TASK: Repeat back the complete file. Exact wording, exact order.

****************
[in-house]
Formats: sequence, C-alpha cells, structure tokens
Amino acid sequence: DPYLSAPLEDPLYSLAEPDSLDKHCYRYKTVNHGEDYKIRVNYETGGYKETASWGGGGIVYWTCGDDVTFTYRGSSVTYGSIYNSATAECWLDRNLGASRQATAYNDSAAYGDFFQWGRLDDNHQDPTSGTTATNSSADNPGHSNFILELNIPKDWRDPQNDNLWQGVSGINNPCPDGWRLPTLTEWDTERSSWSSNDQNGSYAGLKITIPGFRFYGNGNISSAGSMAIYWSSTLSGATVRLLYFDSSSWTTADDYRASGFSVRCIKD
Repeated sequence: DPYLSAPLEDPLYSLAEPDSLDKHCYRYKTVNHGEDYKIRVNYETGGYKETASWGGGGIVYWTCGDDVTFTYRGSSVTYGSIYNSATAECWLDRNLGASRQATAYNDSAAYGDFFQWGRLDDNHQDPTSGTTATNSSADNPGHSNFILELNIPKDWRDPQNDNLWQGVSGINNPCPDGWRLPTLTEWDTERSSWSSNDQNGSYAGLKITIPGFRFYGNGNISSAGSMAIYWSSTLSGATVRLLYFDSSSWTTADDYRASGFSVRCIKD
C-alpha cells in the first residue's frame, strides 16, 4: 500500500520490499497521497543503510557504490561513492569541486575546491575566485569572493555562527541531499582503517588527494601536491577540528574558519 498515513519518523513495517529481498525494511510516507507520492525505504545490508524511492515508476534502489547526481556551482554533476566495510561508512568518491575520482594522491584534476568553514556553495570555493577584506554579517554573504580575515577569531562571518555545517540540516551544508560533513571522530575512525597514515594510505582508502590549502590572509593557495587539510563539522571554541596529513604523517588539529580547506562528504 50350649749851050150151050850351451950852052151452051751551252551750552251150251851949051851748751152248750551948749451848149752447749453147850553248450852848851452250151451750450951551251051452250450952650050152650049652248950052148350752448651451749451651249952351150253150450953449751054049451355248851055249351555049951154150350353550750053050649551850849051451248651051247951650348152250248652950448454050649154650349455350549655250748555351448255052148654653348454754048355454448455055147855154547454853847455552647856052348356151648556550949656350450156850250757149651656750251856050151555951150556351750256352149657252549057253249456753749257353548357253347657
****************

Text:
[in-house]
Formats: sequence, C-alpha cells, structure tokens
Amino acid sequence: DPYLSAPLEDPLYSLAEPDSLDKHCYRYKTVNHGEDYKIRVNYETGGYKETASWGGGGIVYWTCGDDVTFTYRGSSVTYGSIYNSATAECWLDRNLGASRQATAYNDSAAYGDFFQWGRLDDNHQDPTSGTTATNSSADNPGHSNFILELNIPKDWRDPQNDNLWQGVSGINNPCPDGWRLPTLTEWDTERSSWSSNDQNGSYAGLKITIPGFRFYGNGNISSAGSMAIYWSSTLSGATVRLLYFDSSSWTTADDYRASGFSVRCIKD
Repeated sequence: DPYLSAPLEDPLYSLAEPDSLDKHCYRYKTVNHGEDYKIRVNYETGGYKETASWGGGGIVYWTCGDDVTFTYRGSSVTYGSIYNSATAECWLDRNLGASRQATAYNDSAAYGDFFQWGRLDDNHQDPTSGTTATNSSADNPGHSNFILELNIPKDWRDPQNDNLWQGVSGINNPCPDGWRLPTLTEWDTERSSWSSNDQNGSYAGLKITIPGFRFYGNGNISSAGSMAIYWSSTLSGATVRLLYFDSSSWTTADDYRASGFSVRCIKD
C-alpha cells in the first residue's frame, strides 16, 4: 500500500520490499497521497543503510557504490561513492569541486575546491575566485569572493555562527541531499582503517588527494601536491577540528574558519 498515513519518523513495517529481498525494511510516507507520492525505504545490508524511492515508476534502489547526481556551482554533476566495510561508512568518491575520482594522491584534476568553514556553495570555493577584506554579517554573504580575515577569531562571518555545517540540516551544508560533513571522530575512525597514515594510505582508502590549502590572509593557495587539510563539522571554541596529513604523517588539529580547506562528504 50350649749851050150151050850351451950852052151452051751551252551750552251150251851949051851748751152248750551948749451848149752447749453147850553248450852848851452250151451750450951551251051452250450952650050152650049652248950052148350752448651451749451651249952351150253150450953449751054049451355248851055249351555049951154150350353550750053050649551850849051451248651051247951650348152250248652950448454050649154650349455350549655250748555351448255052148654653348454754048355454448455055147855154547454853847455552647856052348356151648556550949656350450156850250757149651656750251856050151555951150556351750256352149657252549057253249456753749257353548357253347657